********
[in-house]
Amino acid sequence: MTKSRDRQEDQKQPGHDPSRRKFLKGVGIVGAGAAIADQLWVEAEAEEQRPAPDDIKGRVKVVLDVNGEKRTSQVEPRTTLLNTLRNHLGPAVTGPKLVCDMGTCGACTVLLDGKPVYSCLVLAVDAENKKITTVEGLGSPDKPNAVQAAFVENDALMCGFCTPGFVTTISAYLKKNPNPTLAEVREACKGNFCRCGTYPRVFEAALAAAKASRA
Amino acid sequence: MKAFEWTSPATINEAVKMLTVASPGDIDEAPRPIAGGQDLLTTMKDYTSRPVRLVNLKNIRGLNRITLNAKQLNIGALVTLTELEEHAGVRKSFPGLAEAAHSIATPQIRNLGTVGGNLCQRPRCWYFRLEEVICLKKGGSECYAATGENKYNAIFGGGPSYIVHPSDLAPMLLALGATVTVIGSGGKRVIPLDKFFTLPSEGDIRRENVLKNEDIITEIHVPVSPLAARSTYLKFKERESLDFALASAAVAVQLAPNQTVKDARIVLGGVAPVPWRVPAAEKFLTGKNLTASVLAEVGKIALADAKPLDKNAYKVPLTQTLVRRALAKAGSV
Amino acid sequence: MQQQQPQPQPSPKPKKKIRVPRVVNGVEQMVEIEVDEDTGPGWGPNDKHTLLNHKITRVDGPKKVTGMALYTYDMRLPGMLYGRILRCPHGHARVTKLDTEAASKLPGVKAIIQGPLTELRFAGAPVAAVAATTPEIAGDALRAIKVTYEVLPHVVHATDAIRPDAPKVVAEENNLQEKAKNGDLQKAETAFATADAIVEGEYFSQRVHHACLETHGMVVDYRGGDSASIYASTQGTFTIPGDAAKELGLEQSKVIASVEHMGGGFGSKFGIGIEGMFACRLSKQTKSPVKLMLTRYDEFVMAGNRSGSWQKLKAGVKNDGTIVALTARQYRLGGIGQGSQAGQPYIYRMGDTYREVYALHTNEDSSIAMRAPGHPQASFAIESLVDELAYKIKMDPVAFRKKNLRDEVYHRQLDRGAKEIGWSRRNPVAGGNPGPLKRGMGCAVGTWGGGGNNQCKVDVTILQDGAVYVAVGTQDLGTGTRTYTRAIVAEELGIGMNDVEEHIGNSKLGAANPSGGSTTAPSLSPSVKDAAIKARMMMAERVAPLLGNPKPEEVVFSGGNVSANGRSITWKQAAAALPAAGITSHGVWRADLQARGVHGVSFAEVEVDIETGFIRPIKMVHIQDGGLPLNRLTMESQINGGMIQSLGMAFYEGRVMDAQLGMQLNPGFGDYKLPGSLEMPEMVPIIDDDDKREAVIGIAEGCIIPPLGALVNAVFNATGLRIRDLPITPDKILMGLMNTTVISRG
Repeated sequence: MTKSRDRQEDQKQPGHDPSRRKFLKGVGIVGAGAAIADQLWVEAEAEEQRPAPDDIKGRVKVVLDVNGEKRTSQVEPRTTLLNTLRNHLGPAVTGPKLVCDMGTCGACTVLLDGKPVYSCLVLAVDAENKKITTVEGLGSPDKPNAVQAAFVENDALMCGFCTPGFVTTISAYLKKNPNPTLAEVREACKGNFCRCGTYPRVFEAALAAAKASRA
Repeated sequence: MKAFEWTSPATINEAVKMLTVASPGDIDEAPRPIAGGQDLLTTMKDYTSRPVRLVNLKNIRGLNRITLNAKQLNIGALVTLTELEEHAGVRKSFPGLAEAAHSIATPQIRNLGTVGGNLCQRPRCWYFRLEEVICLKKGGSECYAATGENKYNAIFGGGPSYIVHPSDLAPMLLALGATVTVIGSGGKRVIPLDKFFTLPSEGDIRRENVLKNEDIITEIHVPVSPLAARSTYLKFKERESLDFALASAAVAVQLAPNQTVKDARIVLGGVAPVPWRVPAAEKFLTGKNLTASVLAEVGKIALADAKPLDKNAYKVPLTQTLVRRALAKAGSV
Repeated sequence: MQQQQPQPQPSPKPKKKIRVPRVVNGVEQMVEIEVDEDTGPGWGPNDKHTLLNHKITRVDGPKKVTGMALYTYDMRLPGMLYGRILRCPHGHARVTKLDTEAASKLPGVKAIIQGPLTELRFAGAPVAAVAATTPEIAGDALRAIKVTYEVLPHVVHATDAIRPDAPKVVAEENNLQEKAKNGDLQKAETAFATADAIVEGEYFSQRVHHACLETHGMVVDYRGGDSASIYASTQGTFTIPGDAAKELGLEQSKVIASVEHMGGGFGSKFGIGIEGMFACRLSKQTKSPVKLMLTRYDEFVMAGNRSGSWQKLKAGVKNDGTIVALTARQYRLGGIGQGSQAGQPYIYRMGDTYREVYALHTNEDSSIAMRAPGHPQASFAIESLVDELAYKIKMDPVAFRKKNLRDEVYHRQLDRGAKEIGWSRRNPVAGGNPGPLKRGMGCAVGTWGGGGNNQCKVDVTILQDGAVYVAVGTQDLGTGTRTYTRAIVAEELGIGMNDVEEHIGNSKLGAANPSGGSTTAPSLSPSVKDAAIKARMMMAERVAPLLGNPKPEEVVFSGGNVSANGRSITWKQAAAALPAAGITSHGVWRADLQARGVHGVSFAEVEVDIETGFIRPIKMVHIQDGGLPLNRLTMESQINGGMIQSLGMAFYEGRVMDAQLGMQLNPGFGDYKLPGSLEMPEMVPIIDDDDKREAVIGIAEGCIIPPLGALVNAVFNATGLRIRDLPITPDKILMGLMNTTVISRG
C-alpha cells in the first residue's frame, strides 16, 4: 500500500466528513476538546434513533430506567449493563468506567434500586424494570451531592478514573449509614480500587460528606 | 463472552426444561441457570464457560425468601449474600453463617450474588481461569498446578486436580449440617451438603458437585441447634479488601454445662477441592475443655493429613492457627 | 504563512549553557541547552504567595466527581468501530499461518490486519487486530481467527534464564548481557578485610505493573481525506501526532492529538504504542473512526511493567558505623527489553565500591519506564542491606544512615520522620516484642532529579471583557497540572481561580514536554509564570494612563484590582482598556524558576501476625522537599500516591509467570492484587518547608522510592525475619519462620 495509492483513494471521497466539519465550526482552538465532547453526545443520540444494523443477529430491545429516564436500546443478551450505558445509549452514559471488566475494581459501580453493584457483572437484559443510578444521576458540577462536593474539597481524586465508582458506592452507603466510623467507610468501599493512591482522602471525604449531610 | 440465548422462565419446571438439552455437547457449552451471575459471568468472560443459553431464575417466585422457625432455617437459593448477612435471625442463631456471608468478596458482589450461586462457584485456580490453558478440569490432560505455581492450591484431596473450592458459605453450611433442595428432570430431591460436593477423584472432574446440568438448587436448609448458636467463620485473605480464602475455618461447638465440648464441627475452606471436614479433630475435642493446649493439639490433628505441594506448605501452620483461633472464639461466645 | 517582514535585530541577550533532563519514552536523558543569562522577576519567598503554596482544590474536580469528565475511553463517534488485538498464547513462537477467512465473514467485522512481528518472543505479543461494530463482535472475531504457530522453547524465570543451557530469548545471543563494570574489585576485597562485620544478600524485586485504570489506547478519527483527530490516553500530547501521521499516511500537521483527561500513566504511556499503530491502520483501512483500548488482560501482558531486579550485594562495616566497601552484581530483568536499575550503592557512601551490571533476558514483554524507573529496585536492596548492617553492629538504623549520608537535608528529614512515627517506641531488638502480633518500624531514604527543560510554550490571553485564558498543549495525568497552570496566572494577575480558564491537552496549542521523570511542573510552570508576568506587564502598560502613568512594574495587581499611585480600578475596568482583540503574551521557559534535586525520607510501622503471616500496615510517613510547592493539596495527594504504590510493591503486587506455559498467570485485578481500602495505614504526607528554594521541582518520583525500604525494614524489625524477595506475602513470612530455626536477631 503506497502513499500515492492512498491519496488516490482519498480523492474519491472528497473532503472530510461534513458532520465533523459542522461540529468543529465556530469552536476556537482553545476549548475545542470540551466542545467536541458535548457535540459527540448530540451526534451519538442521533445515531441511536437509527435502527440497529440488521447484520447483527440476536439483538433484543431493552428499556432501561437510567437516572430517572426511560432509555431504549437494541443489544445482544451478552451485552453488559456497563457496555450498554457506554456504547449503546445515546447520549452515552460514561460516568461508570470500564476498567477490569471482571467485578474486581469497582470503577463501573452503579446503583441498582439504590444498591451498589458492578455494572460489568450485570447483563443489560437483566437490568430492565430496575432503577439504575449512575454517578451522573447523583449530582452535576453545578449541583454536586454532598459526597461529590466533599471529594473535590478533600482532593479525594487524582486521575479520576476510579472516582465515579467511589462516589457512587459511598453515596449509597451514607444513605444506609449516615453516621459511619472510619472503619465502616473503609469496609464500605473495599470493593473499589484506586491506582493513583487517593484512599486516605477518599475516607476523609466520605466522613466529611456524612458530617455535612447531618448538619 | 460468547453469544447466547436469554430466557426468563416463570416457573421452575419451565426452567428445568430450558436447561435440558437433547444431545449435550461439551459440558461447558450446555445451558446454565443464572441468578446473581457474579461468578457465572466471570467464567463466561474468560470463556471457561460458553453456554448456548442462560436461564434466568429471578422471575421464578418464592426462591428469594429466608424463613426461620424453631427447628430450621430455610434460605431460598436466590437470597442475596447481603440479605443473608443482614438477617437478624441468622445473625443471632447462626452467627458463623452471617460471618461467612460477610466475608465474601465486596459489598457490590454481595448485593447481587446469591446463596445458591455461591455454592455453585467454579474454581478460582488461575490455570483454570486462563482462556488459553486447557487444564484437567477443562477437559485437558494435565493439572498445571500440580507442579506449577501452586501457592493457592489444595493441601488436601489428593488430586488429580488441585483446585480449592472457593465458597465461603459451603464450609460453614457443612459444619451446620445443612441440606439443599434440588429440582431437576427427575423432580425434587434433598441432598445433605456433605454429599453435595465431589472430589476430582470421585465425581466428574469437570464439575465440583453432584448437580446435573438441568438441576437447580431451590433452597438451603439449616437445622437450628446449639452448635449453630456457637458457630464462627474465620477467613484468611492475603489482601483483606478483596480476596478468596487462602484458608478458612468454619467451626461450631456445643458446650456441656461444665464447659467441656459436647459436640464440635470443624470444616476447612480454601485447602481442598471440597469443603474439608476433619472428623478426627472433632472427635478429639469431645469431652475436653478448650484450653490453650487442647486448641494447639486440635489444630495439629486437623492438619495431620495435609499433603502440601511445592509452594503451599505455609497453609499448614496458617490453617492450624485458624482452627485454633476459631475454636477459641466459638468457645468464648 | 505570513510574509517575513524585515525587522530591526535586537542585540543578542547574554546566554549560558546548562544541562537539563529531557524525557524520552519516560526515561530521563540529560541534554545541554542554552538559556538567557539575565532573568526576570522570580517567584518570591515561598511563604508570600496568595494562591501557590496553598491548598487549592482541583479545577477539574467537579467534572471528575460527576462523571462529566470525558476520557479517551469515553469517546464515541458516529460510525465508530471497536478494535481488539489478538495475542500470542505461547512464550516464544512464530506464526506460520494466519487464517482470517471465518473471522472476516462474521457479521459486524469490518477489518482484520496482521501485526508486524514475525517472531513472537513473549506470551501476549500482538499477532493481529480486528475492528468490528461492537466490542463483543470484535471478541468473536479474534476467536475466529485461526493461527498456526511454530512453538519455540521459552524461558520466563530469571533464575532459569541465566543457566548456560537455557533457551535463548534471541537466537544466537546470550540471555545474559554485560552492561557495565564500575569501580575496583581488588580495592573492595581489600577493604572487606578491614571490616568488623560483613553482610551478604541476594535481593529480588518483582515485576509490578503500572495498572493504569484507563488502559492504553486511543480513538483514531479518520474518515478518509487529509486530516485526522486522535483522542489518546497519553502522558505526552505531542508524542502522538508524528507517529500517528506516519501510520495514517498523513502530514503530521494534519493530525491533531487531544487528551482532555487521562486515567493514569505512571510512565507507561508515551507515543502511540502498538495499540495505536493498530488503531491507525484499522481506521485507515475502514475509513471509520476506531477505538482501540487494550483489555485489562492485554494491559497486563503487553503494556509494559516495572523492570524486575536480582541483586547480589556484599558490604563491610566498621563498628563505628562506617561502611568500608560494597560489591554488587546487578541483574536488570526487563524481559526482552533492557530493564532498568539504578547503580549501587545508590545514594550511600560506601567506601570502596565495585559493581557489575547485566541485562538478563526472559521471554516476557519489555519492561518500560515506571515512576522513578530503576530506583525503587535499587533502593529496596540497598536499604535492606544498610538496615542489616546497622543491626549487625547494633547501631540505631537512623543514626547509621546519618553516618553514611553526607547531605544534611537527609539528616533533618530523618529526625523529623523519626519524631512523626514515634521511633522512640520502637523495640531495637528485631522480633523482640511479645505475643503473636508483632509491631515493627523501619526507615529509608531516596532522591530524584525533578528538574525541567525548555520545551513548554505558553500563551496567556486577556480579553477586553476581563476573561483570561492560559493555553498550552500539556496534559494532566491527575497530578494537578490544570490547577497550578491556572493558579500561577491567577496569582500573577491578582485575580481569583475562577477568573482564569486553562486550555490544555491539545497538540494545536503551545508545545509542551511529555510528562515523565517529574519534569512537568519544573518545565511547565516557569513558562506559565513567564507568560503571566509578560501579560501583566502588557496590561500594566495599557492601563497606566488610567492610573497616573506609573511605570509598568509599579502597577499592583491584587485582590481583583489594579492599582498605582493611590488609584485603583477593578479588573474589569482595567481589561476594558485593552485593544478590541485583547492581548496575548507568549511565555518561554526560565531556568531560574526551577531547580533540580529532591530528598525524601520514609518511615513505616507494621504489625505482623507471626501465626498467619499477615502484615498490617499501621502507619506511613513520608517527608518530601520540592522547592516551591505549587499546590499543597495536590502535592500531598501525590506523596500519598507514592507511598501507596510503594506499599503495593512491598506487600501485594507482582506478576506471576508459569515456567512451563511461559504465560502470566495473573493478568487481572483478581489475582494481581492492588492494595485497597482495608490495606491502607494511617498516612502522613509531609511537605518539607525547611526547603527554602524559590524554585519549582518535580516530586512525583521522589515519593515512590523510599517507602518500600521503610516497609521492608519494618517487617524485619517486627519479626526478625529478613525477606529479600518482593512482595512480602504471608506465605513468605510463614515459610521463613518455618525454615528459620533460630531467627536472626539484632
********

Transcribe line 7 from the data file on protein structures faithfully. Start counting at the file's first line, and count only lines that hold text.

Repeated sequence: MQQQQPQPQPSPKPKKKIRVPRVVNGVEQMVEIEVDEDTGPGWGPNDKHTLLNHKITRVDGPKKVTGMALYTYDMRLPGMLYGRILRCPHGHARVTKLDTEAASKLPGVKAIIQGPLTELRFAGAPVAAVAATTPEIAGDALRAIKVTYEVLPHVVHATDAIRPDAPKVVAEENNLQEKAKNGDLQKAETAFATADAIVEGEYFSQRVHHACLETHGMVVDYRGGDSASIYASTQGTFTIPGDAAKELGLEQSKVIASVEHMGGGFGSKFGIGIEGMFACRLSKQTKSPVKLMLTRYDEFVMAGNRSGSWQKLKAGVKNDGTIVALTARQYRLGGIGQGSQAGQPYIYRMGDTYREVYALHTNEDSSIAMRAPGHPQASFAIESLVDELAYKIKMDPVAFRKKNLRDEVYHRQLDRGAKEIGWSRRNPVAGGNPGPLKRGMGCAVGTWGGGGNNQCKVDVTILQDGAVYVAVGTQDLGTGTRTYTRAIVAEELGIGMNDVEEHIGNSKLGAANPSGGSTTAPSLSPSVKDAAIKARMMMAERVAPLLGNPKPEEVVFSGGNVSANGRSITWKQAAAALPAAGITSHGVWRADLQARGVHGVSFAEVEVDIETGFIRPIKMVHIQDGGLPLNRLTMESQINGGMIQSLGMAFYEGRVMDAQLGMQLNPGFGDYKLPGSLEMPEMVPIIDDDDKREAVIGIAEGCIIPPLGALVNAVFNATGLRIRDLPITPDKILMGLMNTTVISRG